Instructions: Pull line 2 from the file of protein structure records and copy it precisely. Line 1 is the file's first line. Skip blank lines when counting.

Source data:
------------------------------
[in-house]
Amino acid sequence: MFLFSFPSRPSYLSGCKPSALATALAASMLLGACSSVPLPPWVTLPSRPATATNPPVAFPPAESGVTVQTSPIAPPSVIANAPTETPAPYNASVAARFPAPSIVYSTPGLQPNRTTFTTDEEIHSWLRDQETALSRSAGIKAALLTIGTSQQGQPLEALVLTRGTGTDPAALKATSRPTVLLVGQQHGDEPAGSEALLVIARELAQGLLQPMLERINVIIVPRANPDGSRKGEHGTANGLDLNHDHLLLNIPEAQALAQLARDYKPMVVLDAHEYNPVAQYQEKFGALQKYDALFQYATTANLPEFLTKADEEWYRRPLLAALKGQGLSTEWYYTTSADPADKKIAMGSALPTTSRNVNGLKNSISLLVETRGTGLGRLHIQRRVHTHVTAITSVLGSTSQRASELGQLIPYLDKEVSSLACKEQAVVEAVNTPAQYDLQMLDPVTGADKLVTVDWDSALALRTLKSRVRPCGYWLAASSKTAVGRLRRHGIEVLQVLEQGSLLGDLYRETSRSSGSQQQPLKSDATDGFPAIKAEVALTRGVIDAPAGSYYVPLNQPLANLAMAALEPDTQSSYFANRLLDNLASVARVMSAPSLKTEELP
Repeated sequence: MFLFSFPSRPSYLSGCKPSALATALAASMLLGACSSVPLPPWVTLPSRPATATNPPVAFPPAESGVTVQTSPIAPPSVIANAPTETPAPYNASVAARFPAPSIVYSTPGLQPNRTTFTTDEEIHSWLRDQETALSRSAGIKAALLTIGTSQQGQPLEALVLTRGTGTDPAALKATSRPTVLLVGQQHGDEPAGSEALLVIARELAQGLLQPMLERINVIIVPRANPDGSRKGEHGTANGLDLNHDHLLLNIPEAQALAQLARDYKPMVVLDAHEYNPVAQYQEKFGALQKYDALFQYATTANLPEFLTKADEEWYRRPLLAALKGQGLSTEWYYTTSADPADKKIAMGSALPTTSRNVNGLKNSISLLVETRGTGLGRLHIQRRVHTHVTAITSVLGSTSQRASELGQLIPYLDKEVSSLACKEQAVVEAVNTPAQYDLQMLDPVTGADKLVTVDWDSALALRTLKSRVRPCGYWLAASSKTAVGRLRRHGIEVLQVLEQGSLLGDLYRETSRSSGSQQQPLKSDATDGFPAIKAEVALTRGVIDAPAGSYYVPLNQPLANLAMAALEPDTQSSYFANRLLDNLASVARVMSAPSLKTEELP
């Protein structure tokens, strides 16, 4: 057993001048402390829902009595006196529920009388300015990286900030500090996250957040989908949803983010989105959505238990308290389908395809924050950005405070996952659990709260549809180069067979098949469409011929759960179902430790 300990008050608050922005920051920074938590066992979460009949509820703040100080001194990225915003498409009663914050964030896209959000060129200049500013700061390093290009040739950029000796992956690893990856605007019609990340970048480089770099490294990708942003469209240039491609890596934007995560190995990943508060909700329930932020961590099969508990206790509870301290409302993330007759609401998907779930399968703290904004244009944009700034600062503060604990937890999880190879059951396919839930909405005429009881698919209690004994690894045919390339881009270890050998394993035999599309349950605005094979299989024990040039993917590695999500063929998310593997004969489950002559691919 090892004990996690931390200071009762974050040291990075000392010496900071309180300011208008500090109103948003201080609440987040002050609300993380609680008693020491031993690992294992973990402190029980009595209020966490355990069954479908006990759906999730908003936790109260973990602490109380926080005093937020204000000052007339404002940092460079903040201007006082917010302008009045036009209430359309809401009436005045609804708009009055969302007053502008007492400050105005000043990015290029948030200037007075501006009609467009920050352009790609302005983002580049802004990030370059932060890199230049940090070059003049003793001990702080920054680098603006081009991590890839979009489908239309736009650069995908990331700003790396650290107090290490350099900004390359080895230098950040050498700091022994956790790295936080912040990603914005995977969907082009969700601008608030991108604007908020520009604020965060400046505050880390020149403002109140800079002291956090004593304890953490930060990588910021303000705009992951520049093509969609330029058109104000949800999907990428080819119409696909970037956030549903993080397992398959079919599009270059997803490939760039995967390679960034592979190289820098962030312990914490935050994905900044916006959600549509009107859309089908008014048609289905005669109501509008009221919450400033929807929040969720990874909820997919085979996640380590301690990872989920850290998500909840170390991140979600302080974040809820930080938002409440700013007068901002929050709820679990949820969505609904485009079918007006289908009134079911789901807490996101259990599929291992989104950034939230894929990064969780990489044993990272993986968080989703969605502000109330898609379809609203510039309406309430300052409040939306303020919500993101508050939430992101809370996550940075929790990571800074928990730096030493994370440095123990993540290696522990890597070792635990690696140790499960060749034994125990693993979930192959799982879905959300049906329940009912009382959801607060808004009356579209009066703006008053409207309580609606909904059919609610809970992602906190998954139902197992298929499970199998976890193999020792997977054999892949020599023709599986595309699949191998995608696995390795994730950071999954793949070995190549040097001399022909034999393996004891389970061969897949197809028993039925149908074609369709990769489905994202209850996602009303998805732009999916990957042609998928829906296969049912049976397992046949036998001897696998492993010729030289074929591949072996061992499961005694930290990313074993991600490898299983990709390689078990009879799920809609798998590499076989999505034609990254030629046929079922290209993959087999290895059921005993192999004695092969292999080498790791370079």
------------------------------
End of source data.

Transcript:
Amino acid sequence: MFLFSFPSRPSYLSGCKPSALATALAASMLLGACSSVPLPPWVTLPSRPATATNPPVAFPPAESGVTVQTSPIAPPSVIANAPTETPAPYNASVAARFPAPSIVYSTPGLQPNRTTFTTDEEIHSWLRDQETALSRSAGIKAALLTIGTSQQGQPLEALVLTRGTGTDPAALKATSRPTVLLVGQQHGDEPAGSEALLVIARELAQGLLQPMLERINVIIVPRANPDGSRKGEHGTANGLDLNHDHLLLNIPEAQALAQLARDYKPMVVLDAHEYNPVAQYQEKFGALQKYDALFQYATTANLPEFLTKADEEWYRRPLLAALKGQGLSTEWYYTTSADPADKKIAMGSALPTTSRNVNGLKNSISLLVETRGTGLGRLHIQRRVHTHVTAITSVLGSTSQRASELGQLIPYLDKEVSSLACKEQAVVEAVNTPAQYDLQMLDPVTGADKLVTVDWDSALALRTLKSRVRPCGYWLAASSKTAVGRLRRHGIEVLQVLEQGSLLGDLYRETSRSSGSQQQPLKSDATDGFPAIKAEVALTRGVIDAPAGSYYVPLNQPLANLAMAALEPDTQSSYFANRLLDNLASVARVMSAPSLKTEELP